Reader's Digest version: If you want to get gigs, make it easy for people to hire you.
Most professions have what are known as “networking events”: Elaborate parties where people go in half-hearted hopes of getting free drinks and rubbing elbows with that guy who did the thing with Whatshisname a few years back. I've been to some of these, and occasionally they're even tolerable.
While I'm not a big fan of these often-overblown hoopla sessions, I do believe that there's a certain something you get from face-to-face interaction that can't be reproduced by “friending” or “tweeting” or whatever. With that in mind, I went gum-shoeing it around the streets of my city today, dropping by various bars, night clubs, and venues that I haven't worked in a while.
My goal with this was simple: Reconnect with the people who have called me in the past, meet the ones who haven't, and in the process let both groups know that I'm around and able to help if needed. If another sound guy calls in sick, I'd rather the bar manager remember meeting me in person instead of wondering if that guy who sent that email is worth his salt.
At the same time—as with cold calls or emails—you don't want to be remembered as a pest. With that in mind, here are a few simple rules for visiting smaller clubs:
1. Know everything you can about the club. Know the manager's name. If you can't find out on your own, ask one of the bartenders before asking to speak with the manager. Take a look at the venue's schedule and see what types of bands/artists are being booked. Know what time the particular club gets busy, and show up before the rush. If the manager is not in or not available, politely ask when you should come back.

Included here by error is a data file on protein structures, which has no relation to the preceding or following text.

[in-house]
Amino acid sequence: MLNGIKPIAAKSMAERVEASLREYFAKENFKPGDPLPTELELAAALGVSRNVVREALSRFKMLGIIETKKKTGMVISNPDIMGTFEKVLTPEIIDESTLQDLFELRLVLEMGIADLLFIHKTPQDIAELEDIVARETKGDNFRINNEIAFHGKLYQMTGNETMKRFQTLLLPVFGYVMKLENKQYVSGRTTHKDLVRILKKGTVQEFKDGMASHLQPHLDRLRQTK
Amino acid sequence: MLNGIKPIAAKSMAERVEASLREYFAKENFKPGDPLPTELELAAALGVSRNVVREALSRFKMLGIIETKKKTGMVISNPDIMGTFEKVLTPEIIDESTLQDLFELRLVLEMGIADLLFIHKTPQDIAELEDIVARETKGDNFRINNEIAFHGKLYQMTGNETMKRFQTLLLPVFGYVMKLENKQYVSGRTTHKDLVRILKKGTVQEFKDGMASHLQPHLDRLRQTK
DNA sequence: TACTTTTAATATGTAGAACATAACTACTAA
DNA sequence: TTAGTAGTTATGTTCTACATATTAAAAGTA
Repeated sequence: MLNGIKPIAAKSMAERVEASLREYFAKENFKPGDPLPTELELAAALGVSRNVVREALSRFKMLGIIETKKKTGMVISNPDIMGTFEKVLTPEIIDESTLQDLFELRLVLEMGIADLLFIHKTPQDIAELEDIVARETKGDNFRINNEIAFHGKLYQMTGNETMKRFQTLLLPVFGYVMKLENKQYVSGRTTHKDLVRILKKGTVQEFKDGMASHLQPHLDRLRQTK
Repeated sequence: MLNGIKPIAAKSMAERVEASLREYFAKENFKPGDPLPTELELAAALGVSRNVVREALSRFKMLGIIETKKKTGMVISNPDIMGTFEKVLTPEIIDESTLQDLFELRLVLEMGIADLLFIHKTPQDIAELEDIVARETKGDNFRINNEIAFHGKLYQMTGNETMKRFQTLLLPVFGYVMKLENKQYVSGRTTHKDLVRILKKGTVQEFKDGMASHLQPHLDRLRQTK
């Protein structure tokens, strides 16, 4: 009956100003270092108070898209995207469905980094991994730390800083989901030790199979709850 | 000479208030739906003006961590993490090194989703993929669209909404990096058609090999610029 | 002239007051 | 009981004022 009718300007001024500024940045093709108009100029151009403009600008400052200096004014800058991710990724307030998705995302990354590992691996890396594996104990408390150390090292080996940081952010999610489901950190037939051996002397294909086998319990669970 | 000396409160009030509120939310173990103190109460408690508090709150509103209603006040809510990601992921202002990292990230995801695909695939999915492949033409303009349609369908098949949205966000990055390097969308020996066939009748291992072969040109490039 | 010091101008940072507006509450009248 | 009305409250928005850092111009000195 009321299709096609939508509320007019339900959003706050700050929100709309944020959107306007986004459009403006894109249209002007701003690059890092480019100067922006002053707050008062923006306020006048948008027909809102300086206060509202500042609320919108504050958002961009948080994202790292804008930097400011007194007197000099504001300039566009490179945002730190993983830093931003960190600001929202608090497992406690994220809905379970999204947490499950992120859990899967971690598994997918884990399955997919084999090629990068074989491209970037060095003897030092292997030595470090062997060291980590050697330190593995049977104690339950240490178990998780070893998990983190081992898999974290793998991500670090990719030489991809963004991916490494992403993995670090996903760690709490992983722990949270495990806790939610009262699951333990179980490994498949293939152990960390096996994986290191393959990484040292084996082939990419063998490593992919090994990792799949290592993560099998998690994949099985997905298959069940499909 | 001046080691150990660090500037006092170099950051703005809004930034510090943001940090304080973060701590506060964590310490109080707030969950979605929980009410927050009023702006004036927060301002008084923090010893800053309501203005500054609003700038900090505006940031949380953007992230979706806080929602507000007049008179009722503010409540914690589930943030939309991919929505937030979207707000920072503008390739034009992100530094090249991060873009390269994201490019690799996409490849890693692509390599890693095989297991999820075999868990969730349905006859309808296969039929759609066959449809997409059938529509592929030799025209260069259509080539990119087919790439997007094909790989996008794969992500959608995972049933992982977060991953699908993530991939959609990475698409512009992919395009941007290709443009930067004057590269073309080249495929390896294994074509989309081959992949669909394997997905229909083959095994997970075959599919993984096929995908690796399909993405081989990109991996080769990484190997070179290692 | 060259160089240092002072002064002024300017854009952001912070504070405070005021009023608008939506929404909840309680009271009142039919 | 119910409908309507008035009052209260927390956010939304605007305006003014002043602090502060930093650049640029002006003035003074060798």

2. Take up 90 seconds at most. Most people, especially at smaller venues, will give you a moment of their time. (After all, it's so hard to find good help these days.) Don't waste it. I introduce myself, say that I'm looking to get on the audio fill-in roster, leave a card, and thank the manager for his or her time. I don't bother going through the list of venues I've worked for, or the school I went to, because on my business card is a link and QR code to my Linkedin resume. If they want to know, it's easy enough for them to find.
3. Ask to shadow the sound guy for a show. Every sound system has its quirks, but most managers don't have a clue as to what those quirks are. So ask if you can observe the venue's audio guy for a night to get a feel for where the power switches are, where the mics are stored, and which channel of the board needs a good whack before it kicks in. Most managers will appreciate the initiative, and will feel more comfortable calling you knowing that you've got a working knowledge of their (often cobbled-together) systems. This also gives you an “in” with the audio guy himself, who is often the one to recommend a replacement when he or she is unavailable.
4. Make a list, and check it twice (per year . . . tops). I keep a spreadsheet of venue names, addresses, contact names, and a few notes about the sound system. I also note the last date I worked that venue. If I haven't heard from a venue, I'll check in every six to 12 months . . . sometimes managers change, sound guys get fired, or somebody just lost your number.
Basically, most managers are not going to spend hours debating the pros and cons of possible sound guy fill-ins. Make yourself easy to hire, and you'll get the call.